Friar Lawrence serves many purposes in the play Romeo and Juliet, written by Shakespeare in the 1590’s. Although at first glance Friar Lawrence may be dismissed as a minor character in the story, he is essential to the development and the outcome of the play. The Friar has a very close bond with Romeo and has an interest in bringing the Capulet and Montague feud to an end. He keeps the action moving throughout the play by helping Romeo and Juliet resolve their problems and encouraging and giving them advice. The role Friar Lawrence plays helps you understand the play by giving you a different perspective. Although his name is not in the title, Friar Lawrence is one of the most complex characters in the story, having many different roles. The Friar is a mentor to Romeo and Juliet, the sole religious figure of the play, and a very scheming man, all of these are indispensible factors leading to the outcome of the story.
Throughout the story Friar Lawrence is a mentor to Romeo and Juliet and has a close bond with both of them. He considers Romeo to be somewhat like a pupil and Romeo considers him someone he can confide in. Friar Lawrence encourages Romeo and Juliet during the story and helps them with their struggles. Both Romeo and Juliet feel they can trust him with the secrecy and importance of their relationship. He is a kindhearted man and although he is giving advice and help to the couple he does not believe that it is true love due to how infatuated Romeo had been over Rosaline days before. “Is Rosaline, whom thou didst love so dear, so soon forsaken? Young men’s love then lies not truly in their hearts, but in their eyes.” (Romeo and Juliet Act 2 Scene 3) Friar Lawrence, despite the fact that he does not believe it is true love, finds reason to help them begin their journey. Not only does he help them because he admires both of them, he does it to try and mend the violent and ongoing feud between both of their families, the Capulet family and the Montague The irony in this situation is that in thinking he will be helping the feud, he marries Romeo and Juliet in secrecy so that no body may find out. Although in his role as a mentor he may make a few mistakes he does it out of kindness, love and high hopes of finally ending the feud.
In his role as a mentor and all of the roles he plays in this story he carries his religious beliefs at all times. Being the sole religious figure in the play makes him a complex character and causes him to carry a lot of the weight of the development of the play. All of his actions help move the play along. He preforms the marriage for Romeo and Juliet, not only being someone they confide and look up to, also someone who has the power to bond them as a couple forever. This is a big part of his religious factor. In Romeo and Juliet’s eyes he has just married them and guided them but Friar Lawrence is also marrying them to end the strife between their families. This is controversial because of whether or not he had his best religious thoughts at heart or he was solely doing it to end the feud. His religious intentions of the marriage were never truly fulfilled because of the troubles surrounding the marriage that made it almost impossible to stop the feud. Ironically, before he married them he prayed nothings happens later due to this marriage that makes him regret his decision in doing it. “So smile the heavens upon this holy act That after-hours with sorrow chide us not.” (Romeo and Juliet Act 2 Scene 6)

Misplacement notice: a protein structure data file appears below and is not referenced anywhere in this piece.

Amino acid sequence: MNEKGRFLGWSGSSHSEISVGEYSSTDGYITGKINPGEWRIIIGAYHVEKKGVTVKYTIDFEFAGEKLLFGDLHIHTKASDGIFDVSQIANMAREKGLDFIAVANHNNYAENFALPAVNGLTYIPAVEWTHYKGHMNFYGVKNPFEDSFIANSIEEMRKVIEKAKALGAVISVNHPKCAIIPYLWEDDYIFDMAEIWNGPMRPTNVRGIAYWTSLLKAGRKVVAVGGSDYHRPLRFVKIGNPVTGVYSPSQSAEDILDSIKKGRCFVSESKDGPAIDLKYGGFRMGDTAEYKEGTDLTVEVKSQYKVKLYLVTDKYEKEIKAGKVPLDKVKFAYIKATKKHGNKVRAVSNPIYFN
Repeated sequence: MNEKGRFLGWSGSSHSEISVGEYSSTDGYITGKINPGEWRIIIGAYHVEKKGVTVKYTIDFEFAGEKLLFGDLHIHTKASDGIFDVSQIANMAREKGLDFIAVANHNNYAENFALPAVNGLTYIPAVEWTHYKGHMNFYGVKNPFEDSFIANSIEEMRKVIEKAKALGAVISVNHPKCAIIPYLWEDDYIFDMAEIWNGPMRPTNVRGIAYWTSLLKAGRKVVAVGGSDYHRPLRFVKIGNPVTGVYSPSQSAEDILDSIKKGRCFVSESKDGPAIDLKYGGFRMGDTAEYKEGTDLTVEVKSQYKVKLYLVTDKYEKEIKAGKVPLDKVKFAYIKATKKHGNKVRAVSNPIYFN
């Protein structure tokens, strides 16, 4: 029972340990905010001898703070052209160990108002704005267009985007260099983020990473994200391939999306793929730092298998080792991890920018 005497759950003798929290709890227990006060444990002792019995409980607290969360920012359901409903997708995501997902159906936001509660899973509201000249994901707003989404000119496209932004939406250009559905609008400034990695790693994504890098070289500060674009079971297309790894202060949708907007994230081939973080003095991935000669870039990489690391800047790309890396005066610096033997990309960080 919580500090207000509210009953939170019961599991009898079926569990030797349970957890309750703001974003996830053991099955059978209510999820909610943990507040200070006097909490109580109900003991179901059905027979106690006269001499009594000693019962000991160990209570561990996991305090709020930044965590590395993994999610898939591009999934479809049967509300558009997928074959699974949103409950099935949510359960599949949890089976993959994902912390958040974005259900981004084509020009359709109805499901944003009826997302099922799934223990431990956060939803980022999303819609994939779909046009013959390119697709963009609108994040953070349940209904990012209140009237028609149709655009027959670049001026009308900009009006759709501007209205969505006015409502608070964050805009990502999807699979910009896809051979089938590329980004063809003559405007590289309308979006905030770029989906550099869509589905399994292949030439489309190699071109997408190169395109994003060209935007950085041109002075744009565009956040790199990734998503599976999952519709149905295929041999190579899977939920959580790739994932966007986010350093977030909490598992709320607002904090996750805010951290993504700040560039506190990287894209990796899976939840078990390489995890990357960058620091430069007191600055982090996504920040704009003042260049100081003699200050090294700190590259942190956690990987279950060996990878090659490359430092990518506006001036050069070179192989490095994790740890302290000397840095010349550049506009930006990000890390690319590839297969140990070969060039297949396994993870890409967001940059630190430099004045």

The scheming role of Friar Lawrence contrasts the kindhearted mentor he also plays in this story. His scheming and planning had a large impact on the outcome of the play. Although his intentions of marrying Romeo and Juliet were to bring happiness and also religious intents, he also wanted to bring the feuding families together which was his first scheming factor in the play. He could bring happiness to the couple but he also believed this would mend what had been going on for so many years. The marriage is not the only scheme the Friar devised. He also planned Juliet’s “death” and gave her the things she needed to go forward with it. With much miscommunication and a series of unfortunate events The Friar’s plan goes awry and immensely impacts the tragic outcome of the play. “Unhappy fortune! By my brotherhood, the letter was not nice but full of charge, of dear import, and the neglecting it may do much danger” (Romeo and Juliet Act 5 Scene 2) Romeo does not receive the letter Friar Lawrence sent to him and therefore does not know the position he is about to put himself in. Although Friar Lawrence very heavily influenced the tragic ending there is a silver lining; the death of a Montague and a Capulet forced the two families to open their eyes and see what the feud has cost them.
Friar Lawrence has an impact on many major aspects in the story of Romeo and Juliet. He not only has an impact on the star-crossed lovers but also on their feuding families. The Friar pushes the plot forward in the play and keeps the action on going. Although a lot of misfortune comes from the decisions made by Friar Lawrence, he keeps the story interesting and is an imperative part of the play. He plays many roles in the story, all of which dramatically influence the ultimate outcome of Romeo and Juliet.
Shakespeare, William. “Act 2 Scene 3.” Romeo and Juliet. Ed. Roma Gill. Oxford; Oxford UP, 1992. 42. Print.
Shakespeare, William. “Act 2 Scene 6.” Romeo and Juliet. Ed. Roma Gill. Oxford; Oxford UP, 1992. 55. Print.
Shakespeare, William. “Act 5 Scene 2.” Romeo and Juliet. Ed. Roma Gill. Oxford; Oxford UP, 1992. 104. Print